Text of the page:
15 "cameraProjectionMatrixInverse"
16 ].value = new THREE.Matrix4().copy(camera.projectionMatrix).invert();
18 radialBlur.uniforms["windowPos"].value = new THREE.Vector3(-2, 0, 0);
19 radialBlurComposer.render();
20 camera.layers.set(1);
21 finalComposer.render();
22}, 1);

We set the rendertarget for depth, then render the scene, set the layer to be 2 (the layer with the windows in) and then we render the radial blur shader. The set the layer to 1 which has the rest of the scene in, we pass the final composer a occlusion render target with the radiul blurred scene in. And then in this final composer we combine the two scenes.

Chaining effect composers

We use the first effect composer to render the scene and apply the radial blur, the occulsion render target stores the radial blurred image of the scene in it. This then gets passed as a uniform to the second and final effect composer, combined with the final standard tDiffuse texture which is a standard uniform of an effect composer, which stores a snap shot of whats being rendered per frame.

1const [radialBlurComposer, finalComposer, radialBlur] = useMemo(() => {
2 const renderScene = new RenderPass(scene, camera);
4 const occlusionRenderTarget = new THREE.WebGLRenderTarget(
5 window.innerWidth * 0.5,
6 window.innerHeight * 0.5
7 );
9 const radialBlurComposer = new EffectComposer(gl, occlusionRenderTarget);
10 radialBlurComposer.renderToScreen = false;
11 radialBlurComposer.addPass(renderScene);
13 const radialBlur = new ShaderPass(RadialBlurShader);
14 radialBlur.needsSwap = false;
15 radialBlur.uniforms.radialCenter.value = new THREE.Vector2(0.5, 0.5);
16 radialBlur.uniforms.intensity.value = 10;
17 radialBlur.uniforms.iterations.value = 300;
18 radialBlurComposer.addPass(radialBlur);
20 const finalComposer = new EffectComposer(gl);
21 finalComposer.addPass(new RenderPass(scene, camera));
23 const additivePass = new ShaderPass(CombiningShader());
24 additivePass.uniforms.tAdd.value = occlusionRenderTarget.texture;
25 additivePass.needsSwap = false;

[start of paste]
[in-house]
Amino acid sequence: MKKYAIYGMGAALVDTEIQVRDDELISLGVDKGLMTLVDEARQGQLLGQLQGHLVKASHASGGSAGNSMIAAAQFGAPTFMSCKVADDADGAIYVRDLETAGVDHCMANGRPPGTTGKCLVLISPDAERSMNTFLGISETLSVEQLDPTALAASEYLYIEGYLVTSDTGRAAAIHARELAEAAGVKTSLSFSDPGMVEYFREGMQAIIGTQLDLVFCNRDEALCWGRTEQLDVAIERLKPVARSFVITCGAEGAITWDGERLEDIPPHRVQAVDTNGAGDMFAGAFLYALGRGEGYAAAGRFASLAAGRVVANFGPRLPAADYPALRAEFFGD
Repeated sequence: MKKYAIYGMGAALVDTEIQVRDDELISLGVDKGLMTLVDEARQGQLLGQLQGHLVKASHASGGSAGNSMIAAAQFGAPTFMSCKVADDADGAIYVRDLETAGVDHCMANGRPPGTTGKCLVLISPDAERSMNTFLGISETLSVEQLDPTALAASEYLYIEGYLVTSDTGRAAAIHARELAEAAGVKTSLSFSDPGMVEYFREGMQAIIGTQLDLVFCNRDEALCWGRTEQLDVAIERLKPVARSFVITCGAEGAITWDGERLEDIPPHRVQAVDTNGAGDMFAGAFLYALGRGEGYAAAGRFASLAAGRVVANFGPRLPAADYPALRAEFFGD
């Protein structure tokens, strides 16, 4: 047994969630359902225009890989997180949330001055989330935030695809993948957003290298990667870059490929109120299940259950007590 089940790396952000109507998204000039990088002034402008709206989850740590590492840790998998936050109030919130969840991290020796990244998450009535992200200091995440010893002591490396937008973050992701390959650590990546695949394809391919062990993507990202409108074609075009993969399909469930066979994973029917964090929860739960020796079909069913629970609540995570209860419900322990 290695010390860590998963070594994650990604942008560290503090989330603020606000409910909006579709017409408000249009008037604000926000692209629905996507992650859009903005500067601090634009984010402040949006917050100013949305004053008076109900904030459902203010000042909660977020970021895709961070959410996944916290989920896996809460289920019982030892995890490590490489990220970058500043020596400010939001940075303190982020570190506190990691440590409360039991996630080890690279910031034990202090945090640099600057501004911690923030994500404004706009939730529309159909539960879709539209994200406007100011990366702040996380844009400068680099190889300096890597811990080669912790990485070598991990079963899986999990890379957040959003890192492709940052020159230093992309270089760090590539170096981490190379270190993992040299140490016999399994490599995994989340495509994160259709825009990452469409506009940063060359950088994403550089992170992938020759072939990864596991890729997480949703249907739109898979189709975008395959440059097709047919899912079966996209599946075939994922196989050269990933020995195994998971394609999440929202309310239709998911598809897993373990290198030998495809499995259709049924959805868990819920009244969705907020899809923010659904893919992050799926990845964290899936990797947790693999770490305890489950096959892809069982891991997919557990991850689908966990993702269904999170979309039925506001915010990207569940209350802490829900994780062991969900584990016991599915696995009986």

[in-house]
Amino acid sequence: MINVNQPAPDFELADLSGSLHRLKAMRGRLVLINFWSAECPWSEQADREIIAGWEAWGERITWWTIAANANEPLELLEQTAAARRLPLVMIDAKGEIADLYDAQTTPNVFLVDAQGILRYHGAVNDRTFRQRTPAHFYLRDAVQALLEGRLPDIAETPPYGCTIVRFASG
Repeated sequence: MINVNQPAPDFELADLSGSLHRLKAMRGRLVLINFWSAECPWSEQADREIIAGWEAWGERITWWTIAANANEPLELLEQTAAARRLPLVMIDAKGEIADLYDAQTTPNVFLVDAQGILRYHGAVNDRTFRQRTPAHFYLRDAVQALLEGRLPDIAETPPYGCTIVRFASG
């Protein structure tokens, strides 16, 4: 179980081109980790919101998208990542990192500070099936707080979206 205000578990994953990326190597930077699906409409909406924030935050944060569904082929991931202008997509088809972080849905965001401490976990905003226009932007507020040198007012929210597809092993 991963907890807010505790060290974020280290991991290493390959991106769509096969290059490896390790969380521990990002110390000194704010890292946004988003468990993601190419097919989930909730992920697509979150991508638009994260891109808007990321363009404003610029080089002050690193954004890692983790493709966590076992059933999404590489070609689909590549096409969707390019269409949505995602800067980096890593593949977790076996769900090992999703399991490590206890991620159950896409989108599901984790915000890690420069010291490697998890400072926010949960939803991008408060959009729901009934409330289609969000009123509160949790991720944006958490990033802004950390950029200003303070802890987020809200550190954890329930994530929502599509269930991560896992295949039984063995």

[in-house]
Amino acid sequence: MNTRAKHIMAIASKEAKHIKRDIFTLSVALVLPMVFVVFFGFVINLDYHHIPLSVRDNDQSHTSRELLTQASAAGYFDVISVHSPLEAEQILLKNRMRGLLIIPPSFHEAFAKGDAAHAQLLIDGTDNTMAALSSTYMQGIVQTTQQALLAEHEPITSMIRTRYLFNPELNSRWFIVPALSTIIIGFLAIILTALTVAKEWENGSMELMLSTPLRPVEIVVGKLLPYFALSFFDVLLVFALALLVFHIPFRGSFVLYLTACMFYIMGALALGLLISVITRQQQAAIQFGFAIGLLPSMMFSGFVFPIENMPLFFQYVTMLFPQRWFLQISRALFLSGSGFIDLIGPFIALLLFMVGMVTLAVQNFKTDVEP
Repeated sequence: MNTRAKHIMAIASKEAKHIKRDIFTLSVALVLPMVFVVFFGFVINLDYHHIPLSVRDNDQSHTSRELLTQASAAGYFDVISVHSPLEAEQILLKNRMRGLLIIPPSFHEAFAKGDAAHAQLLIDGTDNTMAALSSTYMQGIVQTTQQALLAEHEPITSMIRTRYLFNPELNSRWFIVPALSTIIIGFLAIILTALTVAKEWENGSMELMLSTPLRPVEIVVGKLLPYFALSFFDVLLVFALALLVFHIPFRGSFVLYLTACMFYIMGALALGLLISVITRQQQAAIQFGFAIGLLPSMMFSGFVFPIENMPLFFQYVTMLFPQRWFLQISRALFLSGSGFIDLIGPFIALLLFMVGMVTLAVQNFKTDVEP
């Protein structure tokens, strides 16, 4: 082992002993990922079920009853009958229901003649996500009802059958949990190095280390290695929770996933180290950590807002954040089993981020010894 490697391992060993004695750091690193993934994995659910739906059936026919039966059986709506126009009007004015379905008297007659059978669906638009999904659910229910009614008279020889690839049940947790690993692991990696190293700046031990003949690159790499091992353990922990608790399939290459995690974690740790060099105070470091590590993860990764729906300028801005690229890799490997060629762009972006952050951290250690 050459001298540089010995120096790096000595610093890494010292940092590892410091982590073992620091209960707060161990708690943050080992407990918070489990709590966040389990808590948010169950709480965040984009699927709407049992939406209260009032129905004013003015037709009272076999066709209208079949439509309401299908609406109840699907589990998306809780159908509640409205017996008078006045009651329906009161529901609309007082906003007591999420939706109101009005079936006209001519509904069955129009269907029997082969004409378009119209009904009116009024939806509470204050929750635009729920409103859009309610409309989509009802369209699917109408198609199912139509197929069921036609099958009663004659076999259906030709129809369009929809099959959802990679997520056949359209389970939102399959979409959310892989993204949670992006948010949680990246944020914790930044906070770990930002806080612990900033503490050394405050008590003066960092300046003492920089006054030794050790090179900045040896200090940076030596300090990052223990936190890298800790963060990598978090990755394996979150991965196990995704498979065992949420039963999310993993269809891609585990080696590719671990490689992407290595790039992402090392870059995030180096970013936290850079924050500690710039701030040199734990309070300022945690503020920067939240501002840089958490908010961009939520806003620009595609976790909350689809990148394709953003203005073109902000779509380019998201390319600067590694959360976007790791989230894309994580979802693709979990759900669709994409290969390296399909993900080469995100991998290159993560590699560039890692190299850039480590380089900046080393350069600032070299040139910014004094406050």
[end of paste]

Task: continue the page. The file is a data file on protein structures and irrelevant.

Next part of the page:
26 finalComposer.addPass(additivePass);
28 return [radialBlurComposer, finalComposer, radialBlur, additivePass];
29}, []);

Additive shader pass

The additive shader pass is the one which combines the two rendered layers into one final texture which gets passed to the screen for displaying to the user.

1export default () => ({
2 uniforms: {
3 tDiffuse: { value: null },
4 tAdd: { value: null },
5 depthTexture: { value: null },
6 },
7 vertexShader: `
8 varying vec2 vUv;
9 void main() {
10 vUv = uv;
11 gl_Position = projectionMatrix * modelViewMatrix * vec4(position, 1.0);
12 }
13 `,
14 fragmentShader: `
15 varying vec2 vUv;
16 uniform sampler2D tDiffuse;
17 uniform sampler2D depthTexture;
18 uniform sampler2D tAdd;
19 void main()
20 {
21 gl_FragColor = texture2D(tDiffuse, vUv) + (texture2D(tAdd, vUv));
22 }
23 `,

Down sides to this method

The down sides to doing something like this is its complicated and requires expert knowledge to maintain, and if you get too close to the effect it currently has some artefacts.

More articles from theFrontDev

Fractured Cube in Blender with Bloom Postprocessing in React Three Fiber

In this tutorial, we will guide you through the process of creating a stunning 3D fractured cube in Blender, and then rendering it with React Three Fiber's Bloom postprocessing effect to add a beautiful glow and depth of field to the final output. We will cover the basics of modeling, texturing, and fracturing the cube in Blender, and then export the model to React Three Fiber for rendering. Additionally, we will walk you through the steps of setting up the Bloom postprocessing effect in React Three Fiber to enhance the visual quality of the rendered scene. By the end of this tutorial, you will have a beautiful 3D model that showcases your skills in both Blender and React Three Fiber, as well as a deeper understanding of how to use Bloom postprocessing to elevate the look of your renders.

April 2nd, 2023 · 3 min read

How to build environments in unity

A complete guide to getting started with unity to create amazing environments. Along with how to get assets from the unity asset store. Covering post processing, terrain tools and using materials inside of unity.

April 1st, 2023 · 6 min read
© 2021–2023 theFrontDev
Link to $https://twitter.com/TheFrontDevLink to $https://github.com/Richard-ThompsonLink to $https://www.linkedin.com/in/richard-thompson-248ba3111/